Date of Award
Doctor of Philosophy
June D. Gorski
Charles B. Hamilton, Greg Petty, David Houston
Abstract One of every eight women in the United States will be diagnosed with breast cancer in her lifetime. Although early detection of breast cancer is the most effective method of assuring survival, many women throughout the country do not avail themselves of this advantage. This study examined mammography screening practices of women age 55 and older who attended senior citizen centers in rural, non-metro, and metro counties in the areas designated by the Tennessee Department of Health as the Eastern Grand Division of Tennessee. Data was collected from four hundred women from fourteen counties in East Tennessee using the Champion Health Belief Survey instrument. Data analysis was done using SPSS software. Descriptive analyses were presented consisting of the percentage or mean responses for each of the survey items. Chi Square and ANOVA were used to test whether the observed proportions for mammography screening differed from the hypothesized proportions. Results from this study revealed that health beliefs and demographic characteristics were associated with a higher likelihood of having recent mammography. The health beliefs of participants concerning the perceived benefits to mammograms and the perceived barriers to obtaining mammograms significantly impact one’s willingness to engage in breast cancer screening practices. Also, the woman’s perceived susceptibility to the disease of breast cancer and their perceived seriousness of the disease of breast cancer have a significant impact on breast cancer screening practices. Additionally, a significant difference was found in the screening practices of women based on whether they had health insurance and if their physician recommended a mammogram.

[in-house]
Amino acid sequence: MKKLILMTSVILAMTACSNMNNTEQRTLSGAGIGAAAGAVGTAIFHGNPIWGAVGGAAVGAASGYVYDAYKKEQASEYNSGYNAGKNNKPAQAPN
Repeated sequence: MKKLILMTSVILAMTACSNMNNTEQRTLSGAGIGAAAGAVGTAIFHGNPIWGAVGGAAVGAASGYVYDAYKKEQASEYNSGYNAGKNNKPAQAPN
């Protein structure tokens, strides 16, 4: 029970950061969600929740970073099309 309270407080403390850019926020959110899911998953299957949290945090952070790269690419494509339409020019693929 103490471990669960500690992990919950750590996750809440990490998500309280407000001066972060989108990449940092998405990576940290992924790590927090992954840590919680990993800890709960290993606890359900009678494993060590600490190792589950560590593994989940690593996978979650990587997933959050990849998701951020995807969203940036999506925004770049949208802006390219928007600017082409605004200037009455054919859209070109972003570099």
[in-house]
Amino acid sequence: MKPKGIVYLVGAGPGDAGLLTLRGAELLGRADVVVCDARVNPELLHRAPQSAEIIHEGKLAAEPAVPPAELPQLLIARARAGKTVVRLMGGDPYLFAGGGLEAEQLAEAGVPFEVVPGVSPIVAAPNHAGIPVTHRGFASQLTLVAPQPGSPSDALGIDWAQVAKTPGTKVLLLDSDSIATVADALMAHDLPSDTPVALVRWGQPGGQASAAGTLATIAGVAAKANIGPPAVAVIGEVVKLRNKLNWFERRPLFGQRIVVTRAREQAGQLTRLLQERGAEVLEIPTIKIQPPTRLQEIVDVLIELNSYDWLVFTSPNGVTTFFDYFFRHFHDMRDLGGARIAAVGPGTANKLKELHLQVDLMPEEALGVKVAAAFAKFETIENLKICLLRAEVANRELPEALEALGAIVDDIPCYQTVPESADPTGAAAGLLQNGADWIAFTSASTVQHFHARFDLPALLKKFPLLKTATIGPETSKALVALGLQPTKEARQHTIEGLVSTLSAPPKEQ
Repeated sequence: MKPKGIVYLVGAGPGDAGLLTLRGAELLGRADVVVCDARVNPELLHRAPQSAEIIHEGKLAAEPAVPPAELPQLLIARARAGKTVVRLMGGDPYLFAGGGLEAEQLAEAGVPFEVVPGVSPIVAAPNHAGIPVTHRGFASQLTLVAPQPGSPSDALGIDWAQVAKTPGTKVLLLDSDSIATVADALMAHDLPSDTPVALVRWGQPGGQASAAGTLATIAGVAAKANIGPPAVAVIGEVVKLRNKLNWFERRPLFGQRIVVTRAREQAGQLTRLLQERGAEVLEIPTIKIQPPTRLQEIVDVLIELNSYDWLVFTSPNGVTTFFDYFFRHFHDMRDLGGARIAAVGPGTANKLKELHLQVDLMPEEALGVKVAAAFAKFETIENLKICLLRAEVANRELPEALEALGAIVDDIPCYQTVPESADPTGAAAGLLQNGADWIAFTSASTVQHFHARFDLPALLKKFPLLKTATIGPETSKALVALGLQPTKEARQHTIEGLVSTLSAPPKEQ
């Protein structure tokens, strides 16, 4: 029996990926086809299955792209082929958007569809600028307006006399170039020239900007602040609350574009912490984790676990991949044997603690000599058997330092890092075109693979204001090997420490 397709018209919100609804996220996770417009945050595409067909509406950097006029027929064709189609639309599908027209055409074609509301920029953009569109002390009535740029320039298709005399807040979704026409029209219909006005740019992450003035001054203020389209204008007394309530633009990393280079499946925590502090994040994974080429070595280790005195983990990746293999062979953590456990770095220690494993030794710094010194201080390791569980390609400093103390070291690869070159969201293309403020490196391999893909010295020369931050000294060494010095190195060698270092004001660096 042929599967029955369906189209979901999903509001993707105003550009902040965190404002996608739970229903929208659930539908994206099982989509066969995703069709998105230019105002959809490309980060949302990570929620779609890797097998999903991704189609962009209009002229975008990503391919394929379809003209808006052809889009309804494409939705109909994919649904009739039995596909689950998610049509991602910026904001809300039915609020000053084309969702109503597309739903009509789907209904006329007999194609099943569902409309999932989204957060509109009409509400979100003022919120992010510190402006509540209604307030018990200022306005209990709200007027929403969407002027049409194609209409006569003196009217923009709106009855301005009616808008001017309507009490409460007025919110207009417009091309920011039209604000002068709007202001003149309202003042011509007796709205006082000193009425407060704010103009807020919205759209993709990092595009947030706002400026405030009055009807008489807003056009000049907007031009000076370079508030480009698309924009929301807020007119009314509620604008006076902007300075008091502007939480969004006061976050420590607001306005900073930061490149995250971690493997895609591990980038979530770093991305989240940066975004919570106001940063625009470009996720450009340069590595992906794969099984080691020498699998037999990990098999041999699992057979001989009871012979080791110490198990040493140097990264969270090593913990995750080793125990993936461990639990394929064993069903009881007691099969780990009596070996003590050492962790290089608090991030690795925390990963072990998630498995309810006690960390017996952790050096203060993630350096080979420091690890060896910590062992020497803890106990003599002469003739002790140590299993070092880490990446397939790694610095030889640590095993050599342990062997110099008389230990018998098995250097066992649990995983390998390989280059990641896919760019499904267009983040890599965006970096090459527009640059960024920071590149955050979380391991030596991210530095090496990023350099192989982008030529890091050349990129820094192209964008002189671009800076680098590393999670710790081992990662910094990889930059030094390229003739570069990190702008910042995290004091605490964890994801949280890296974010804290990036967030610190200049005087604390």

Johnson, Peggy A., "Mammography Screening Practices and Health Beliefs of Women in East Tennessee. " PhD diss., University of Tennessee, 2010.